Life, Liberty,…

“All persons born or naturalized in the United States, and subject to the jurisdiction thereof, are citizens of the United States and of the state wherein they reside. No state shall make or enforce any law which shall abridge the privileges or immunities of citizens of the United States; nor shall any state deprive any person of life, liberty, or property, without due process of law; nor deny to any person within its jurisdiction the equal protection of the laws.”

Above is Section One of the 14th Amendment (source).  Pretty cool stuff.  I think so because it protects the rights of ALL American citizens, and does not make any exclusions based off of any character trait, lifestyle choice, skin color, religion practiced or not practiced.  Nope, not a single exclusion.  As citizens of this country, we all have the same rights.

Which brings me to the decision that new Virginia Attorney General Mark Herring made regarding his state’s ban on gay marriage and the fact that it is a violation of the Constitution (article).  I applaud his decision to fight the ban and bring the Commonwealth into the 21st century and into compliance with the United States Constitution.

As some commenters in the article linked to above have pointed out, marriage is a civil right, and thus not subject to being voted on by any electorate, and also is subject to adherence to the Constitution.  Since we are not a theocracy, arguments pointing to a religious definition of marriage really do not stand up too well; Iran is a theocracy, so they can go ahead and define marriage how they want, but here in America, that is not the case.  Pretty simple if you ask me.

What If?

My friend Ryan wrote on one of his blogs yesterday a post with his view on abortion, and the science of pregnancy.  It was well-written with a scientific timeline of pregnancy from implantation of the sperm in the egg forward.  The purpose of his entry, at least from what I learned from it, was to show his displeasure regarding the responses of Joe Biden and Paul Ryan at last week’s VP debate, to offer his view, and to offer the science; I think he was successful at doing all three.  I very much respect Ryan as a writer and as a friend, and I know his view on abortion differs from mine, but I respect his view.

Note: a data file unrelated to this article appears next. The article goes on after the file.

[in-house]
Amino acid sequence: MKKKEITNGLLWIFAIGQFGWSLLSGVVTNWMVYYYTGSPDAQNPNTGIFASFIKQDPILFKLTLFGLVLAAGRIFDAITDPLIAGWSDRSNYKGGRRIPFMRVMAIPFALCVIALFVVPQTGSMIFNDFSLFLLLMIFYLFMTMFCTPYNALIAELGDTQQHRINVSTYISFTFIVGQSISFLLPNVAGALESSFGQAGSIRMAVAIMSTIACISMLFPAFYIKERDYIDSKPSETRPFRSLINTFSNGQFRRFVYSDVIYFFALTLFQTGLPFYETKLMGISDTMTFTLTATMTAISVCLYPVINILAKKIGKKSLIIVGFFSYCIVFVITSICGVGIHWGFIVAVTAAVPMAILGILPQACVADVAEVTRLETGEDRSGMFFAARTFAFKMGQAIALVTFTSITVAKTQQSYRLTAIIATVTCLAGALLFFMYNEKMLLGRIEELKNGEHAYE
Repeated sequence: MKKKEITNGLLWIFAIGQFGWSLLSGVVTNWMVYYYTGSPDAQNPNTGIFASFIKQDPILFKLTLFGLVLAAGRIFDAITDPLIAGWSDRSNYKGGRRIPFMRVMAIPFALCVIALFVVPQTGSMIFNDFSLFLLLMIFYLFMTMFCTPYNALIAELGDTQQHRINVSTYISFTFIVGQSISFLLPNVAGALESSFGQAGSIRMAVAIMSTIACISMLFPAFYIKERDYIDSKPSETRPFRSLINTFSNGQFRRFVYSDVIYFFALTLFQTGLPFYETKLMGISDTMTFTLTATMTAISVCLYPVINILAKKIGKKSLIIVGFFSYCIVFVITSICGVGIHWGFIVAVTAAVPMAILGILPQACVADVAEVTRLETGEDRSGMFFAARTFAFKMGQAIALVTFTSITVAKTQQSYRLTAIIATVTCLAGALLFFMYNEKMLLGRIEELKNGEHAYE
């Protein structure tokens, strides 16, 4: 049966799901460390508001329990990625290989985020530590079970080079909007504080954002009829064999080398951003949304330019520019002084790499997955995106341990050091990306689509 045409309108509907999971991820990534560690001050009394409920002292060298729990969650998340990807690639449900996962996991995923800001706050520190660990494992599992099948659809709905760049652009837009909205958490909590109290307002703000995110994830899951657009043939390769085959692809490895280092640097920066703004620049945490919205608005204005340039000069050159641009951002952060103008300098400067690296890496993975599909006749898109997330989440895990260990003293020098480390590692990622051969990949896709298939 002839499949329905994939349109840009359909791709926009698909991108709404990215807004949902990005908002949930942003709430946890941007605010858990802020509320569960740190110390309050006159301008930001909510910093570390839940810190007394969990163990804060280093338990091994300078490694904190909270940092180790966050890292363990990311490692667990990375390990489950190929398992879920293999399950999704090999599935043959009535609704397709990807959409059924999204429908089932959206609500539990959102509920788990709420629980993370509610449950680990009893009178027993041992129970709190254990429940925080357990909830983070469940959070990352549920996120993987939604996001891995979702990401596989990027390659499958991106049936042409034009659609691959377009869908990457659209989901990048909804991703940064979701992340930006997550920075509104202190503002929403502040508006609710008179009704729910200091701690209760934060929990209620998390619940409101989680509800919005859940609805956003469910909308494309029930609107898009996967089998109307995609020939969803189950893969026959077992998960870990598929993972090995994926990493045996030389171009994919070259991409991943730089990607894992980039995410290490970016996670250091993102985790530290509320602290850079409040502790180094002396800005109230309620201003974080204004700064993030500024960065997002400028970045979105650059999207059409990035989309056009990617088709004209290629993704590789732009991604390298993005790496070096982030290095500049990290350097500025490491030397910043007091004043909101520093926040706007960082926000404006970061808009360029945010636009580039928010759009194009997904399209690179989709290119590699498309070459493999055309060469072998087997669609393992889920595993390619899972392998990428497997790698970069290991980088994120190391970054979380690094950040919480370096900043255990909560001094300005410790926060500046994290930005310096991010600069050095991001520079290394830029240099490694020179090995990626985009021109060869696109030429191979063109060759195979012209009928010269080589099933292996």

I guess maybe the point of this entry is to share with people who do not read his entries the comment I posted (or at least I think I posted it, as long as the computer gremlins did not catch it first).  Basically, my comment was as follows:

What about in the case of rape, incest, or health of the mother?

To me, that is a question, or series of circumstances, that should be addressed and reconciled by people on both sides of the issue.  In no way do I believe that abortion should be the answer for making an irresponsible choice, but there is, in my opinion, a place for the procedure in our society.  It is not a pretty procedure, let’s not fool anybody here.  But it is also not pretty to ask a woman to carry the child of her assailant to term, to care for her body and the child for 9 months.  It is not right to ask a little girl who was raped by her father, uncle, or brother to carry the child to term.  It is not fair to sacrifice the life of a mother in order to successfully bring a child into the world.

I provided an example in my comment as well:

If my wife were to be raped and become pregnant, would we as a family be reasonably expected to ensure that she takes care of herself and the child during the term?  What if, during the term or delivery, my wife died and the child lived?  Then what?  I am a widower and a single parent to the daughter we had together.

I cannot wrap my mind around that concept.  Losing my wife, my daughter losing her mother, all to protect the child of a rapist.  That is wrong on so many levels to me.  To carry it further, how could I possibly live with having to tell my daughter that she no longer has her mother to bond with because she did not have the choice to save her own life?  But at least my daughter would have a step-sibling who was the spawn of a rapist/animal.  I guess there is that.

To me, the issue of abortion is not cut-and-dry, black or white.  There is a lot of gray area.  No amount of science will convince me that a woman who is raped should not have the choice to carry that child to term or not.  If we, as a country, start down the path of restricting the rights of any of our citizens, where does that path end?  It is a slippery slope, and I don’t think anybody can say with certainty that there would be plenty of unintended consequences.  Restrict who can vote?  Restrict our free speech?  Establish a national religion and ostracize those who choose not to practice any religion?

I would love to know your thoughts on the issue.  If you choose to comment, please keep the comments civil and refrain from personal attacks (yeah, I can do that, it is my blog after all, and any debates on here will be respectful and civil).